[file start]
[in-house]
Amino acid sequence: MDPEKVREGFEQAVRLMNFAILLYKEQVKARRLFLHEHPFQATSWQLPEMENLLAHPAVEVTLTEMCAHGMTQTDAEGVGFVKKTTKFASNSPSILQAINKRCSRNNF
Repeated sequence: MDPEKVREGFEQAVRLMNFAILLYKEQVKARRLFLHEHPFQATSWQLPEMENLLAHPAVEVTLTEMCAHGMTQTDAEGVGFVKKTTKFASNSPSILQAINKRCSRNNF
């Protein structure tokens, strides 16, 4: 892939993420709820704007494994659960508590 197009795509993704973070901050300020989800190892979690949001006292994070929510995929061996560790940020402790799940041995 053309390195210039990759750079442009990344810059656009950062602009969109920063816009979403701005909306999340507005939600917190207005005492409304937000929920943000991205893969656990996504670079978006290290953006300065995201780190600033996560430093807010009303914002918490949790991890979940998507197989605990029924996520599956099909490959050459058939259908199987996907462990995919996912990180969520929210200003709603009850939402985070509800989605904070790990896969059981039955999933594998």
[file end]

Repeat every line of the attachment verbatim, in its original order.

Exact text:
[in-house]
Amino acid sequence: MDPEKVREGFEQAVRLMNFAILLYKEQVKARRLFLHEHPFQATSWQLPEMENLLAHPAVEVTLTEMCAHGMTQTDAEGVGFVKKTTKFASNSPSILQAINKRCSRNNF
Repeated sequence: MDPEKVREGFEQAVRLMNFAILLYKEQVKARRLFLHEHPFQATSWQLPEMENLLAHPAVEVTLTEMCAHGMTQTDAEGVGFVKKTTKFASNSPSILQAINKRCSRNNF
């Protein structure tokens, strides 16, 4: 892939993420709820704007494994659960508590 197009795509993704973070901050300020989800190892979690949001006292994070929510995929061996560790940020402790799940041995 053309390195210039990759750079442009990344810059656009950062602009969109920063816009979403701005909306999340507005939600917190207005005492409304937000929920943000991205893969656990996504670079978006290290953006300065995201780190600033996560430093807010009303914002918490949790991890979940998507197989605990029924996520599956099909490959050459058939259908199987996907462990995919996912990180969520929210200003709603009850939402985070509800989605904070790990896969059981039955999933594998």